Growing gourmet and medical mushrooms

Paul Stamets. Growing gourmet and medical mushrooms. - Ten Speed Press, 2000


1. Mushrooms, Civilization and History

2. The Role of Mushrooms in Nature

3.Selecting a Candidate for Cultivation

4. Natural Culture: Creating Mycological Landscapes

5. The Stametsian Model: Permaculture with a Mycological Twist

6. Materials fo rFormulating a Fruiting Substrate

7. Biological Efficiency: An Expression of Yield

8. Home-made vs. Commercial Spawn

9. The Mushroom Life Cycle

10. The Six Vectors of Contamination

11. Mind and Methods for Mushroom Culture

12. Culturing Mushroom Mycelium on Agar Media

13. The Stock Culture Library: A Genetic Bank of Mushroom Strains

14. Evaluating a Mushroom Strain

15. Generating Grain Spawn

16. Creating Sawdust Spawn

17. Growing Gourmet Mushrooms on Enriched Sawdust

18. Cultivating Gourmet Mushrooms on Agricultural Waste Products

19. Cropping Containers

20. Casing: A Topsoil Promoting Mushroom Formation

21. Growth Parameters for Gourmet and Medicinal Mushroom Species

Spawn Run: Colonizing the Substrate

Primordia Formation: The Initiation Strategy

Fruitbody (Mushroom) Development

The Gilled Mushrooms

The Polypore Mushrooms of the Genera Ganoderma, Grifola and Polyporus

The Lion’s Mane of the Genus Hericium

The Wood Ears of the Genus Auricularia

The Morels: Land-Fish Mushrooms of the Genus Morchella

The Morel Life Cycle

22. Maximizing the Substrate’s Potential through Species Sequencing

23. Harvesting, Storing, and Packaging the Crop for Market

24. Mushroom Recipes: Enjoying the Fruits of Your Labors

25. Cultivation problems & Their Solutions: A Troubleshoting guide


I. Description of Environment for a Mushroom Farm

II. Designing and Building A Spawn Laboratory

III. The Growing Room: An Environment for Mushroom Formation & Development

IV. Resource Directory

V. Analyses of Basic Materials Used in Substrate Preparation

VI. Data Conversion Tables







Basidiomycetes: fungi which bear spores upon
a club-like cell known as a basidium. Pore,
tooth, and jelly fungi (Auricularia spp.) belong to this Class.

capitate: having a swollen head.
carpophore: the fruiting body of higher fungi.
casing: a layer of water retentive materials ap-

basidia: the club like cells which give rise to

plied to a substrate to encourage and enhance
fruitbody production.

four (more rarely 2 or 6) spores
Basidiomycetes: the Class of fungi producing
spores on basidia. The gilled, pored, teethed

spores developing from hyphae but not from
basidia, nor from conidiophores.

and some cup mushrooms are basidi-

cheilocystidia: variously shaped, sterile cells


on the gill edge of mushrooms.
clamp connection: a small, semicircular, hol-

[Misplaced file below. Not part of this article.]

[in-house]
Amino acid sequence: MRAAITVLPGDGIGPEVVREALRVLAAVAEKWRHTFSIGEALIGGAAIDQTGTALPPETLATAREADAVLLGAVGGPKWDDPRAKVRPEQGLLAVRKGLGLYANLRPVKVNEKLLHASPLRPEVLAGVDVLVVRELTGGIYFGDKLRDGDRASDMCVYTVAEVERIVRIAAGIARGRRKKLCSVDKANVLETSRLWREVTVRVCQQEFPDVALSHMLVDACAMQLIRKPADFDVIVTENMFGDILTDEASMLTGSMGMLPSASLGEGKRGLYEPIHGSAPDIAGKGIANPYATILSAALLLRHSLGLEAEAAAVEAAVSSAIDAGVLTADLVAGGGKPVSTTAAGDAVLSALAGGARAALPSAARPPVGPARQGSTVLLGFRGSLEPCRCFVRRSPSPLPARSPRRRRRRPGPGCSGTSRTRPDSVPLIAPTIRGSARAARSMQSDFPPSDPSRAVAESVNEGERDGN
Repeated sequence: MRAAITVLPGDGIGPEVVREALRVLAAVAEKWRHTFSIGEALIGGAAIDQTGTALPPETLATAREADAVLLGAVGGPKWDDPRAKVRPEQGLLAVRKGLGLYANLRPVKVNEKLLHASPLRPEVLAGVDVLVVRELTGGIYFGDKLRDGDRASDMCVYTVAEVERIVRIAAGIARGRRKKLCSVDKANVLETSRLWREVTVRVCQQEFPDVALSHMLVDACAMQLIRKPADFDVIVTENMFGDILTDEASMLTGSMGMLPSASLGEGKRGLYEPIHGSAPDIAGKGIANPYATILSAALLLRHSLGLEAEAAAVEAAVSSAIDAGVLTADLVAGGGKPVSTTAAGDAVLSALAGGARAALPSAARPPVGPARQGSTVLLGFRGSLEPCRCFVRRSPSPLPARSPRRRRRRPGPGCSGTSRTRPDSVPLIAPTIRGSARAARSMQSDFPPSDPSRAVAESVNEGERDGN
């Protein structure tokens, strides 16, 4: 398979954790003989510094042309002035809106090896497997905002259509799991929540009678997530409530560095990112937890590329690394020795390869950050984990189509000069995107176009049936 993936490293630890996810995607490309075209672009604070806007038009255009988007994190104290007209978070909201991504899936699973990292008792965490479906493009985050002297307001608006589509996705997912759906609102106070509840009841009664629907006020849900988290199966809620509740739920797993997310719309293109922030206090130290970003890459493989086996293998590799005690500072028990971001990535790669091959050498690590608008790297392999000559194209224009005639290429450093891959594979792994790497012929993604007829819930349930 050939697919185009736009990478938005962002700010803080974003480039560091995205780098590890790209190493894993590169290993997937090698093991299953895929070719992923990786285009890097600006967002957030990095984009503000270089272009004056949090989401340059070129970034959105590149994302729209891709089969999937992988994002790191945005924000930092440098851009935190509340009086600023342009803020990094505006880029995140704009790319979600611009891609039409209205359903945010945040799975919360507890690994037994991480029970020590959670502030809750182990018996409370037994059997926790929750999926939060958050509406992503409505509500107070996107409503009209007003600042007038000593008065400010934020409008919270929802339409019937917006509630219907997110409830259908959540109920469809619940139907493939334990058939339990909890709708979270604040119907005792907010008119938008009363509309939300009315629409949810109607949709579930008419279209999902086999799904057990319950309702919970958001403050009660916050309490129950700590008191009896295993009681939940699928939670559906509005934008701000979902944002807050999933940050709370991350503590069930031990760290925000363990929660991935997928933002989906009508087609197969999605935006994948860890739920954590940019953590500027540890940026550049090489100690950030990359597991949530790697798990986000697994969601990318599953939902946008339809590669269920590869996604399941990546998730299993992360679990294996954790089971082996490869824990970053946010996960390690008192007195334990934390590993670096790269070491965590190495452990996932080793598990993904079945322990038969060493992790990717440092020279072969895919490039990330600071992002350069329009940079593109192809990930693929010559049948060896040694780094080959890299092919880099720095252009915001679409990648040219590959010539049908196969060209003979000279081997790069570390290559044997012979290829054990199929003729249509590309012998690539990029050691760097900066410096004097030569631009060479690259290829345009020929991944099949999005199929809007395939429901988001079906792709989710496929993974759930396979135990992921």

biological efficiency: the percentage measurement of the yield of fresh mushrooms from
the dry weight of the substrate. (See Page 57.)

100% biological efficiency is equivalent to
saying that from a substrate with a moisture
content of 75%, 25% of its mass will yield
fresh mushrooms having a moisture content
of 90%.

bleach-bombing: an industry used phrase to
describe the use of bleach being sprayed on
the walls and floors. The rooms so treated
are usually sealed tight for 24 hours, allowing the chlorine gas to thoroughly disinfect
the environment.

thick walled, secondary

low bridge that is laterally attached to the
walls of two adjoining cells and spanning the
septum between them. See Page 67.

collyboid: resembling mushrooms typical of
the genus Collybia—groups of mushrooms
clustered together at the base and having convex to plane caps.

conidia: a uninucleate, exteriorly borne cell
formed by constriction of the conidiophore.

conidiophore: a specialized structure arising
from mycelium upon which conidia are

ring to the cube-shaped mass of sawdust

conspecific: equal to, i.e. two taxa are in fact the
same species.

substrate contained within plastic bags. Once

contamination: any organism other than the

block: a term used in mushroom culture, refer-

the mycelium has grown through the substrate, the plastic can be stripped off, and the

mycelium holds the mass together. Blocks
can be used individually or collectively to
build "walls" of mushroom mycelium.
brown rot: a condition caused the degradation of
cellulose by fungi which leaves the substrate
brown in color. The brown color is largely due
to undecomposed lignin. Solid blocks of wood
are used for testing whether or not a fungus
causes "brown rot" or "white rot".

one desired to be cultivated.

context: the internal flesh of mushroom, existing between the differentiated outer layers of
the mushroom.
coprophilic: dwelling on, and having an affection for manure.

coremia: a bundle of reproductive structures
(conidiophores). SomePleurotusspecies (R
cystidiosus, P abalonus & P smithii) produce

coremic structures in culture—often black

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